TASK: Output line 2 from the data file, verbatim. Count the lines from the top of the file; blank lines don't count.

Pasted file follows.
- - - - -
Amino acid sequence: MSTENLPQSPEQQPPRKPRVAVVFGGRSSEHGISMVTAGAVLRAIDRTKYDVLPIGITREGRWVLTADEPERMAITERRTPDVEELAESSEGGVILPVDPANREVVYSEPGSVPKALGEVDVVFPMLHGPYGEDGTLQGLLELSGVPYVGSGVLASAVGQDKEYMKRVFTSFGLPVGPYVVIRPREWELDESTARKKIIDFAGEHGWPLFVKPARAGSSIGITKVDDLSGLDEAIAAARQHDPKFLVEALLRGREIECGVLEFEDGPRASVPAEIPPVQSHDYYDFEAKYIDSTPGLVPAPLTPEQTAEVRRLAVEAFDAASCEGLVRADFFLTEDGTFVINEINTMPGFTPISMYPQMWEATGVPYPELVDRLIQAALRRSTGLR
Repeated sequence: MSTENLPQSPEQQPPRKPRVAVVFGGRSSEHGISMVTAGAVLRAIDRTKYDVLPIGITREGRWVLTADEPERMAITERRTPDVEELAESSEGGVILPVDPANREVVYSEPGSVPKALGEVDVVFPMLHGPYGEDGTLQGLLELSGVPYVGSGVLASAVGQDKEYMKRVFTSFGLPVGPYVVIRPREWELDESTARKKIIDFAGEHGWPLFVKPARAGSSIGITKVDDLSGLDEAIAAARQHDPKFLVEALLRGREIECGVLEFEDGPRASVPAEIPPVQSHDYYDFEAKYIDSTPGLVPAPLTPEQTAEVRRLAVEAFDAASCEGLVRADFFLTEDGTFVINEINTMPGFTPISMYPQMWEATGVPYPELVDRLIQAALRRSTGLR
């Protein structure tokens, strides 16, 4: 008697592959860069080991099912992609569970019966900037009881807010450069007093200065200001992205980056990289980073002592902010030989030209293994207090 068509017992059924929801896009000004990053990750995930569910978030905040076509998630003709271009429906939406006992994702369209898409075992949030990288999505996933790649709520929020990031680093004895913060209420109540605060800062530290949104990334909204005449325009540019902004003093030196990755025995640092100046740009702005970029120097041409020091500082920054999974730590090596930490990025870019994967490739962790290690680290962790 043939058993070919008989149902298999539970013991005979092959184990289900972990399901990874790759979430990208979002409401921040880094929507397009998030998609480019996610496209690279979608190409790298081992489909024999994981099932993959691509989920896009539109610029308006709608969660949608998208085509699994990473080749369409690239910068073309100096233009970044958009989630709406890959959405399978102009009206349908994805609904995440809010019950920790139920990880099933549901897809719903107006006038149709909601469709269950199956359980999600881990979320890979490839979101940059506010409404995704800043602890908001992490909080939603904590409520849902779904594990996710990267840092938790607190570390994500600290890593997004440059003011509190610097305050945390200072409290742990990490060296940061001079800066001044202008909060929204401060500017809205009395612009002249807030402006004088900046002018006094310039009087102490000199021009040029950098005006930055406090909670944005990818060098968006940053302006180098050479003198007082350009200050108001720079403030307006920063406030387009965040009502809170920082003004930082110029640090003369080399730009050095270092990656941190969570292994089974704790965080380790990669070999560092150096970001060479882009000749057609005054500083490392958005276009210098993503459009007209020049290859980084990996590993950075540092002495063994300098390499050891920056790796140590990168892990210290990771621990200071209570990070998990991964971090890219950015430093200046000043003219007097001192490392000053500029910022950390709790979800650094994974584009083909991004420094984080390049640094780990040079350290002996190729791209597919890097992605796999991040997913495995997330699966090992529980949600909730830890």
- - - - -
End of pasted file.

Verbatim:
Repeated sequence: MSTENLPQSPEQQPPRKPRVAVVFGGRSSEHGISMVTAGAVLRAIDRTKYDVLPIGITREGRWVLTADEPERMAITERRTPDVEELAESSEGGVILPVDPANREVVYSEPGSVPKALGEVDVVFPMLHGPYGEDGTLQGLLELSGVPYVGSGVLASAVGQDKEYMKRVFTSFGLPVGPYVVIRPREWELDESTARKKIIDFAGEHGWPLFVKPARAGSSIGITKVDDLSGLDEAIAAARQHDPKFLVEALLRGREIECGVLEFEDGPRASVPAEIPPVQSHDYYDFEAKYIDSTPGLVPAPLTPEQTAEVRRLAVEAFDAASCEGLVRADFFLTEDGTFVINEINTMPGFTPISMYPQMWEATGVPYPELVDRLIQAALRRSTGLR